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It is a commonplace in America to expect the French to be unwelcoming to foreigners, and even downright rude, especially in Paris. Our experience has been entirely contrary to this prejudice. As we rode on the train from Paris to Strasbourg after flying seemingly forever, Linda was sitting opposite a young couple from Strasbourg, who struck up a conversation. They gave her advice about neighborhoods to avoid and neighborhoods to pursue when looking for an apartment, and suggested we buy a car so that we could take weekend trips in the region. When we needed two large taxis to handle all the bags we were lugging around, and the next cab in line was not large enough to be useful, he called another two, which arrived promptly. Indeed, everywhere we have met very warm and helpful folks, so we are a bit mystified about the stereotype.
Yesterday we were hunting for gifts for our brief return trip to the States next week and were looking in particular for a kind of a artistic combined oil and vinegar container we had seen at Hans and Larissa’s, which we thought was really cool. Anyway, we went to what seemed to be a reasonable place to look for such an item, and couldn’t find it. We spoke with a clerk, who suggested another store. This store didn’t have one, although they understood exactly what we were trying to find, and suggested another. Now, to be fair, after seven stores we still didn’t find what we were looking for. But we’re pretty convinced that it isn’t to be found in Strasbourg, and the final shopkeeper probably had the right explanation: it sounds like something that comes from glassblowers in the Czech Republic. Once again, though, we find that folks are extremely helpful and friendly.
Early in our stay the decision on where the 2008 Summer Olympic Games (Jeux Olympiques, in French) would be hosted. The leading contenders appeared to be Beijing, Toronto, and Paris, and you can guess who the French were pulling for. The broadcasters seemed to suspect that no matter how splendid the French proposal, the politics of the day would dictate that Beijing would get the nod. The poster shown here, taken in a train station (sorry about the blur; hand-held in the dark station) lays out one French view on the Chinese bid. I’ve heard a few comparisons with Berlin in 1936. The bottom caption reads: « La Chine: Médaille d’or des violations des droits de l’homme », which means “China: gold medal in human rights violations”. You all know how the decision came out. Maybe Paris in 2012? The site would be fabulous, at least for the visitors. I have no idea about the athletic facilities, though.
The boys certainly appreciate their father’s interest in the female torso. France in general, and Paris in particular, is much more willing to put the human breast on display, as well as the female ass. Many ads feature bare butts, including a wonderful ad for some sort of peach-flavored drink. On the left was a beautiful, tanned bare butt of an undoubtedly lovely female facing left in a semi-crouch. On the right appeared to be a nearly mirror-image butt, albeit a bit larger. Or so we thought for a couple of days as we admired the ad going to and from the Métro. Eventually, I realized that the “butt” on the right was really a close-up of a shapely peach, and was eventually able to persuade the boys of this interpretation. We were all pretty bummed when this ad was pulled in favor of one for a dumb-looking American movie, “Tomcat,” which is due out in August. Even more tragic, I didn’t get around to taking a photo before it was too late.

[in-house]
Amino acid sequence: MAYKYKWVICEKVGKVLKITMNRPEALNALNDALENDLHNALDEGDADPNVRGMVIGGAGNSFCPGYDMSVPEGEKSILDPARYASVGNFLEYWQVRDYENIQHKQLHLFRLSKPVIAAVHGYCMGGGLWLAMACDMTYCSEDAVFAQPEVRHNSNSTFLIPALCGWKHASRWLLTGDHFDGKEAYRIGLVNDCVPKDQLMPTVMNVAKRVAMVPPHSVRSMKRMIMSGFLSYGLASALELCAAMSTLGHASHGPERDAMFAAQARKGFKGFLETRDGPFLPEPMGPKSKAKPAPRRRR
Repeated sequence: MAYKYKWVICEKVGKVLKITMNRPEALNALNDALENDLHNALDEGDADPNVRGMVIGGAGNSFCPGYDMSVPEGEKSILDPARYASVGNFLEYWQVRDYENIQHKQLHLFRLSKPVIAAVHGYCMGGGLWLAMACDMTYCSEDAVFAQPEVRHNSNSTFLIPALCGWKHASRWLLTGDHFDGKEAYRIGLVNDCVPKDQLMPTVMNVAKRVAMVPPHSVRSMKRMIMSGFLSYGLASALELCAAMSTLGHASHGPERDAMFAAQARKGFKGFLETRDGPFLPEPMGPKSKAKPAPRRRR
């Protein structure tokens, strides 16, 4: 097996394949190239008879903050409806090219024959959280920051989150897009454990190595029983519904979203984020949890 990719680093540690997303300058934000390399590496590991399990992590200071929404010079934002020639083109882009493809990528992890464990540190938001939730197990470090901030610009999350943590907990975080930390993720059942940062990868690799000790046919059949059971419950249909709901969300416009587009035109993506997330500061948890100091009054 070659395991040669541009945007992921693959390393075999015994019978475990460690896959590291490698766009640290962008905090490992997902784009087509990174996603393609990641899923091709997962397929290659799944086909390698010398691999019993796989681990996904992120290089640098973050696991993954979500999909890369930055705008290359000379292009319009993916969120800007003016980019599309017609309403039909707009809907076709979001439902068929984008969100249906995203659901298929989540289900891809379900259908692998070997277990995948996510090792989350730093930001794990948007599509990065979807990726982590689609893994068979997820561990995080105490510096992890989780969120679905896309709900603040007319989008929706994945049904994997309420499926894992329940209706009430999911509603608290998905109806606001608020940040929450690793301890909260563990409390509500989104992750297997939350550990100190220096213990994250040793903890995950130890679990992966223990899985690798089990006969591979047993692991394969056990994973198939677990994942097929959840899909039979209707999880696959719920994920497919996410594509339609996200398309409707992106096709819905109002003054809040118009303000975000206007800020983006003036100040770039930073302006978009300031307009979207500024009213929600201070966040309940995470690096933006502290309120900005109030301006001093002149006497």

At the news kiosks and tabacs there seem to be more skin mags with topless or fully nude models on the cover, in plain view of all who enter, not to mention gay porn on display (my impression is that there is less of this in Strasbourg). Of course, much of the statuary around town is unashamedly nude and topless beaches are de rigueur sur la Côte d’azur. [Apparently, German swimming pools are entirely nude, and the children of a French friend found this quite engaging when they stayed at a Holiday Inn in Munich.] One magazine being advertised everywhere has a topless sunbather whose breasts are partly (and strategically) covered by the bold headline « bronzage seins nus »... risks and medical advice. Since we are studying the French language with the boys, we used this cover to make a point about the gender of sein and the number agreement of the adjective.
All in all, the attitude seems much more wholesome than chez nous and it does not appear to lead to much public immodesty, at least not that I have been privileged to enjoy. At the moment, the French President, Jacques Chirac, is enjoying heightened scrutiny in a scandal regarding his extravagant vacations, financed at the public’s expense. The tab his risen a couple of times during the past month, and according to friends the scandal has not yet run its course, but it appears that he is not in serious hot water. On the other hand, says Geneviève, if he were liberal, the conservatives would be screaming bloody murder.
« Did François Mitterrand do the same sort of thing ? »
« No, not at all. There was a small scandal involving his son, but Mitterrand had a reputation on the up and up. »
« What about Valéry Giscard d’Estaing ? »
« Like Chirac. One of the first things he did was to buy an estate, which he had declared an historical monument, so that the public coffers could be occupied with fixing it up. »
So it appears that conservatives behave in large measure the same on this side of the pond. It goes without saying, however, that the Clinton/Lewinsky scandal is laughable over here, on both sides of the aisle. What has that to do with his job? Besides, his accusers were just as guilty of sexual improprieties as he was. Better to find some financial improprieties, or a significant violation of a law concerning the office of the presidency.